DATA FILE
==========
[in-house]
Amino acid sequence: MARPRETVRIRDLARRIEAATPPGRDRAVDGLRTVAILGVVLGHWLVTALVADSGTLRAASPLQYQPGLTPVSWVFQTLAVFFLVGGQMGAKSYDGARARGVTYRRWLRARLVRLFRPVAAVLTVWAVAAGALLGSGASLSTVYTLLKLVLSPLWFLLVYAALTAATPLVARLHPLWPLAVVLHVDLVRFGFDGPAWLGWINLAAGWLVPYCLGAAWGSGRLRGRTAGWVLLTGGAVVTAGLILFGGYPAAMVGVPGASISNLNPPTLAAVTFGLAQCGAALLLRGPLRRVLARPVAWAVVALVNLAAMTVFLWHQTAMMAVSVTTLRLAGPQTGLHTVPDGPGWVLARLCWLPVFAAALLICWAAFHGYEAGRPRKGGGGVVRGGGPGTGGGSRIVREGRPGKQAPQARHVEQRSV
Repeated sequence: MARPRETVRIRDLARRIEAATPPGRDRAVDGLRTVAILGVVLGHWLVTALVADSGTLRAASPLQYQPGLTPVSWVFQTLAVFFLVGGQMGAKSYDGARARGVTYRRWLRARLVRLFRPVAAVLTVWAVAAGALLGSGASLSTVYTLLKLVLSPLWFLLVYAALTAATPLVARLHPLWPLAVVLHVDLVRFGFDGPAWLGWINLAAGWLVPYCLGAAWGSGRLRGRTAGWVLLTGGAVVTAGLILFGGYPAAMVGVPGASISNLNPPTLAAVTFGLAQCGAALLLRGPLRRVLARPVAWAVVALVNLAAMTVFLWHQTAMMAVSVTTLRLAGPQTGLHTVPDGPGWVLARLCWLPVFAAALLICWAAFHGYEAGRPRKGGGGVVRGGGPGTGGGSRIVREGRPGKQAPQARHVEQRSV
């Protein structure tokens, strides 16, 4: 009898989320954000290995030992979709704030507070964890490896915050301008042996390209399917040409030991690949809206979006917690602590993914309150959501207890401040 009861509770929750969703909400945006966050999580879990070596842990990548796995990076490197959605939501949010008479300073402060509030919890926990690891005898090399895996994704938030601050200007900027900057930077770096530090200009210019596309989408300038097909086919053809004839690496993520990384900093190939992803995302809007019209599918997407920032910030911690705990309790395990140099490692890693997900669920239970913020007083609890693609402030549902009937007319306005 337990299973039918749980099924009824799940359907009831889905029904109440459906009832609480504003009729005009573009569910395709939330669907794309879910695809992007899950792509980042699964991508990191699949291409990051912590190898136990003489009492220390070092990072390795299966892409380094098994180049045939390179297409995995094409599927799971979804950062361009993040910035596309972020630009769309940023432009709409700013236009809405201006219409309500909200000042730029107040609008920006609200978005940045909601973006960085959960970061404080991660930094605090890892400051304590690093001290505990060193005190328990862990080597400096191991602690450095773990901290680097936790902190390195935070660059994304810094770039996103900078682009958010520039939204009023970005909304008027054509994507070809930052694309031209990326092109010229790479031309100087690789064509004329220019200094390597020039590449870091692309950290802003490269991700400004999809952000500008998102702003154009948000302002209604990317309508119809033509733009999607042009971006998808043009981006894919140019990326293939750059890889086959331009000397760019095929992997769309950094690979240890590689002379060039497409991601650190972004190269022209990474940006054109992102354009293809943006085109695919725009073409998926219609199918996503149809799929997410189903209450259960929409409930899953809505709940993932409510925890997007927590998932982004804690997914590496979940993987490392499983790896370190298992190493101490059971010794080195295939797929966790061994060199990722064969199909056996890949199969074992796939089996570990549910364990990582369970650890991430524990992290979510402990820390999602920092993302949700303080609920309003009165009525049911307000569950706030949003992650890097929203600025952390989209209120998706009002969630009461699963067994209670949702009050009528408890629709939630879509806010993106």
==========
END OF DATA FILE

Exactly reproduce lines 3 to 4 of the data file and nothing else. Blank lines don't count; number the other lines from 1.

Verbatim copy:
Repeated sequence: MARPRETVRIRDLARRIEAATPPGRDRAVDGLRTVAILGVVLGHWLVTALVADSGTLRAASPLQYQPGLTPVSWVFQTLAVFFLVGGQMGAKSYDGARARGVTYRRWLRARLVRLFRPVAAVLTVWAVAAGALLGSGASLSTVYTLLKLVLSPLWFLLVYAALTAATPLVARLHPLWPLAVVLHVDLVRFGFDGPAWLGWINLAAGWLVPYCLGAAWGSGRLRGRTAGWVLLTGGAVVTAGLILFGGYPAAMVGVPGASISNLNPPTLAAVTFGLAQCGAALLLRGPLRRVLARPVAWAVVALVNLAAMTVFLWHQTAMMAVSVTTLRLAGPQTGLHTVPDGPGWVLARLCWLPVFAAALLICWAAFHGYEAGRPRKGGGGVVRGGGPGTGGGSRIVREGRPGKQAPQARHVEQRSV
């Protein structure tokens, strides 16, 4: 009898989320954000290995030992979709704030507070964890490896915050301008042996390209399917040409030991690949809206979006917690602590993914309150959501207890401040 009861509770929750969703909400945006966050999580879990070596842990990548796995990076490197959605939501949010008479300073402060509030919890926990690891005898090399895996994704938030601050200007900027900057930077770096530090200009210019596309989408300038097909086919053809004839690496993520990384900093190939992803995302809007019209599918997407920032910030911690705990309790395990140099490692890693997900669920239970913020007083609890693609402030549902009937007319306005 337990299973039918749980099924009824799940359907009831889905029904109440459906009832609480504003009729005009573009569910395709939330669907794309879910695809992007899950792509980042699964991508990191699949291409990051912590190898136990003489009492220390070092990072390795299966892409380094098994180049045939390179297409995995094409599927799971979804950062361009993040910035596309972020630009769309940023432009709409700013236009809405201006219409309500909200000042730029107040609008920006609200978005940045909601973006960085959960970061404080991660930094605090890892400051304590690093001290505990060193005190328990862990080597400096191991602690450095773990901290680097936790902190390195935070660059994304810094770039996103900078682009958010520039939204009023970005909304008027054509994507070809930052694309031209990326092109010229790479031309100087690789064509004329220019200094390597020039590449870091692309950290802003490269991700400004999809952000500008998102702003154009948000302002209604990317309508119809033509733009999607042009971006998808043009981006894919140019990326293939750059890889086959331009000397760019095929992997769309950094690979240890590689002379060039497409991601650190972004190269022209990474940006054109992102354009293809943006085109695919725009073409998926219609199918996503149809799929997410189903209450259960929409409930899953809505709940993932409510925890997007927590998932982004804690997914590496979940993987490392499983790896370190298992190493101490059971010794080195295939797929966790061994060199990722064969199909056996890949199969074992796939089996570990549910364990990582369970650890991430524990992290979510402990820390999602920092993302949700303080609920309003009165009525049911307000569950706030949003992650890097929203600025952390989209209120998706009002969630009461699963067994209670949702009050009528408890629709939630879509806010993106």